W3C home > Mailing lists > Public > www-style@w3.org > March 2014

Re: [css-shapes] new Last Call Working Draft published

From: Håkon Wium Lie <howcome@opera.com>
Date: Wed, 5 Mar 2014 21:20:29 +0100
Message-ID: <21271.34573.891222.673933@gargle.gargle.HOWL>
To: Alan Stearns <stearns@adobe.com>
Cc: "www-style\@w3.org" <www-style@w3.org>
Alan Stearns wrote:

 > > > The CSS WG has published a Last Call Working Draft of the CSS Shapes
 > > > Module Level 1:
 > > > 
 > > >     http://www.w3.org/TR/2014/WD-css-shapes-1-20140211/
 > >
 > >The draft, as it stands, has issues.
 > >
 > >First, by describing the shape of an element in the style sheet,
 > >content and presentation is mixed. If images had been referred to in
 > >the style sheet (like background images are), this would probably have
 > >been ok, but when the elements are HTML elements, CSS should not
 > >describe their shapes.
 > 
 > I don’t quite understand this. CSS describes the displayed shape of
 > elements using tools like border-radius. 

Border-radius can be applied to many types of images. For
example, photos often came with rounded corners in the old days, and
one can easily achieve that retro feeling with a line in the style sheet.

  img { border-radius: 1em }

But shapes are different, by a magnitude. Take, for example, the blue
triangle example you use in the draft -- you couldn't take the CSS
code:

   shape-outside: polygon(50px 0px, 100px 100px, 0px 100px);

an apply it to other images -- that code is tied to that specific
image. Used for drop-cap effects, you would have to write different
style snippets for (almost) all letters in the alphabet. There's very
little code reuse.

 > One use case of shape-outside is
 > to use that same shape from CSS to affect wrapping behavior. The basic
 > shape functions give CSS more expressivity on how an element is rendered
 > (with clip-path) and how wrapping occurs. These capabilities seem to me to
 > be properly placed in CSS.
 > 
 > >Second, the draft uses dummy DIV elements to achive presentational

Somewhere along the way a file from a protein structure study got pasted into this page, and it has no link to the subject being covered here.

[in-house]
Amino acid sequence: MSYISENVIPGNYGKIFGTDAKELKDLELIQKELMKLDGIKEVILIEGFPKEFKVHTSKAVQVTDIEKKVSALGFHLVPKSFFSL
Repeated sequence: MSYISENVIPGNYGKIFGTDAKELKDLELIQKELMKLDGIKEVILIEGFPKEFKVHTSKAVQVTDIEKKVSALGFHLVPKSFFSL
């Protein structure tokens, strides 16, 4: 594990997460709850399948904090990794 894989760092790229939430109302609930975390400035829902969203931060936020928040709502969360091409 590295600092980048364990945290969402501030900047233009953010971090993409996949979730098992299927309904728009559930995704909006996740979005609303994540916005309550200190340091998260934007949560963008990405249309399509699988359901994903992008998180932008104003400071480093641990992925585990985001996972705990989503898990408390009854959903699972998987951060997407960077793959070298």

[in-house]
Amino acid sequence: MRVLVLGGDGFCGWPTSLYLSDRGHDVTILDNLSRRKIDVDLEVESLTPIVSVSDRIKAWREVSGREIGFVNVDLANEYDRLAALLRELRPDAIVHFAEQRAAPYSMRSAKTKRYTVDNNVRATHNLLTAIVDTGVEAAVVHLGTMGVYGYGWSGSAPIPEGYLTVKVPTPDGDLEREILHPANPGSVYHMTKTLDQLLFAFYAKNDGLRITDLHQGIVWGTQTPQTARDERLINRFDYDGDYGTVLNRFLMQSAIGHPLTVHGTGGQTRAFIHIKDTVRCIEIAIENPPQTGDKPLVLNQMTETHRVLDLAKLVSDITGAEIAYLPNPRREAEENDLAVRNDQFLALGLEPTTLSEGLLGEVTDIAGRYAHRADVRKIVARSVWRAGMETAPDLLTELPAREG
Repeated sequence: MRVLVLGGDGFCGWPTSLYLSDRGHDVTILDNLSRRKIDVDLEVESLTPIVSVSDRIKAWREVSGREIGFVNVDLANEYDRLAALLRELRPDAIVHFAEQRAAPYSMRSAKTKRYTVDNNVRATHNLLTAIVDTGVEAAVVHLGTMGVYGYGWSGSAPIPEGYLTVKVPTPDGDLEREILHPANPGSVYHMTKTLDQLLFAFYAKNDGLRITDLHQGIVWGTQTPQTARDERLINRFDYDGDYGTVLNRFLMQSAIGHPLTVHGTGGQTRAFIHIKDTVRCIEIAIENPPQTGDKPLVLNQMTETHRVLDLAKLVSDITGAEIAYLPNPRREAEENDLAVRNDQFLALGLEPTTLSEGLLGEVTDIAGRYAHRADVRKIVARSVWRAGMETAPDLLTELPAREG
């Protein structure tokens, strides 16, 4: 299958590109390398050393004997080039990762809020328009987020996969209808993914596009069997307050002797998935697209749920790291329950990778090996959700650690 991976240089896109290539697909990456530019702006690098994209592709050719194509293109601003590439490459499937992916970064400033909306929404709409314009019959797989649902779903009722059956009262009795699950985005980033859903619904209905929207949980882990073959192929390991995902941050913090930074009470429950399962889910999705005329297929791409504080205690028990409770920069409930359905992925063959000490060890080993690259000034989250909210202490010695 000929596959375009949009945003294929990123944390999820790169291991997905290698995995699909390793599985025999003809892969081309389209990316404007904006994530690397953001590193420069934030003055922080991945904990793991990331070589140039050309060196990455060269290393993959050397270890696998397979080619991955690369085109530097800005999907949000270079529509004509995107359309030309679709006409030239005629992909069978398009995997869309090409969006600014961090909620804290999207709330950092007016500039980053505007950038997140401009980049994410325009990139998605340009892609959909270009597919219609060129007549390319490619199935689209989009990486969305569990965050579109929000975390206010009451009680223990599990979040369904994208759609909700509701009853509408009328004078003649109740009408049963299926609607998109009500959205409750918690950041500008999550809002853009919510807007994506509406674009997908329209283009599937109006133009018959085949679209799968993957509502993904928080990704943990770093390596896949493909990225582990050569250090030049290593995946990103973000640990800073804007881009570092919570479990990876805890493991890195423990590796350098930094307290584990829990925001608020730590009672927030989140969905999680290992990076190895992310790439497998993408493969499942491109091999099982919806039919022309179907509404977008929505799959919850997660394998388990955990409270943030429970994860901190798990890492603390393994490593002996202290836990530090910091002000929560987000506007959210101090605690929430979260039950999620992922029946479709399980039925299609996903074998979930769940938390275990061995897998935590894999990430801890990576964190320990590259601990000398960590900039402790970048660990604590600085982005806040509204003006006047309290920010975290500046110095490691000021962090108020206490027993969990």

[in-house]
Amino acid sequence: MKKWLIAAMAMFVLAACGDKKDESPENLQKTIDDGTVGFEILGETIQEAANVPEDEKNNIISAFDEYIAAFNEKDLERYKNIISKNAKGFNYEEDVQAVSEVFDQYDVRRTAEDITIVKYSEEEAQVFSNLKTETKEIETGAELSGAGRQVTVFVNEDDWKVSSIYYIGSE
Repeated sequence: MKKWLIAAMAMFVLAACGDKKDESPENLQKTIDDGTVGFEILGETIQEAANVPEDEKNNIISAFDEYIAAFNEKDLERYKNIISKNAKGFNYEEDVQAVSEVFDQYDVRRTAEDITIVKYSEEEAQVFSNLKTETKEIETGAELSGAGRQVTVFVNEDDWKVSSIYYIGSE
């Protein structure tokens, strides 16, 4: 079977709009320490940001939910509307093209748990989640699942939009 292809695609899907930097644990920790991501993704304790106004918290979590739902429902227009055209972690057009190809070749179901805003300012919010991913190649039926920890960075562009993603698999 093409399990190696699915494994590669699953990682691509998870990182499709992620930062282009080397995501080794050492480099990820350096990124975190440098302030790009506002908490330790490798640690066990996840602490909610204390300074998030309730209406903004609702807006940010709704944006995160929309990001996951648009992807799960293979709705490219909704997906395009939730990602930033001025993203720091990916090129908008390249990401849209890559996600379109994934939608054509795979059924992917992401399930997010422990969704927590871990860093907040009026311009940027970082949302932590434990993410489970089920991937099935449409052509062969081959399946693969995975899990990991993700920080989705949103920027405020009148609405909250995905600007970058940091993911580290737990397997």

> >effects. This problem is discussed at some length here:
 > >
 > >  http://alistapart.com/blog/post/css-regions-considered-harmful
 > 
 > There is a single example that uses divs

Yes, the first example.

 > and for the purposes of the example I don’t see a problem with the
 > markup.

You never had a problem with dummy DIVs, I believe :)

 > But I could change the content to use <p> and the floats to use
 > ::before and ::after, if you like.

Changing the example without changing the underlying functionality
doesn't help much.

 > >Third, there is a way to refer to a shape in the image itself, as
 > >opposed to writing poloygons in CSS. That's good. However, only the
 > >alpha channel of the image can be used. I believe it is much more
 > >natural for authors to use the visible luminance of the image, and
 > >this option should be added. The current model favors authoring tools.
 > 
 > We’ve discussed this before, and luminance could be added in a future
 > level, along with additional shape mechanisms currently described in the
 > shapes level 2 skeleton draft. I would prefer to keep level 1 as small as
 > possible so that we can implement and iterate.

If simplicity is a goal, we should remove reliance on alpha
channels and only consider luminance. All picture formats have
luminance, our cameras record luminance and not alpha channels, it's
easiser for humans to see luminance (alpha channels require tools),
and the size of images without the alpha channel is smaller.

To further simplify the spec, we could drop expressing shapes in CSS
and only rely on the shapes found in the content itself. 

Then we would have a really simple specification, one that all could
support.

-h&kon
              Håkon Wium Lie                          CTO °þe®ª
howcome@opera.com                  http://people.opera.com/howcome
Received on Wednesday, 5 March 2014 20:21:01 UTC

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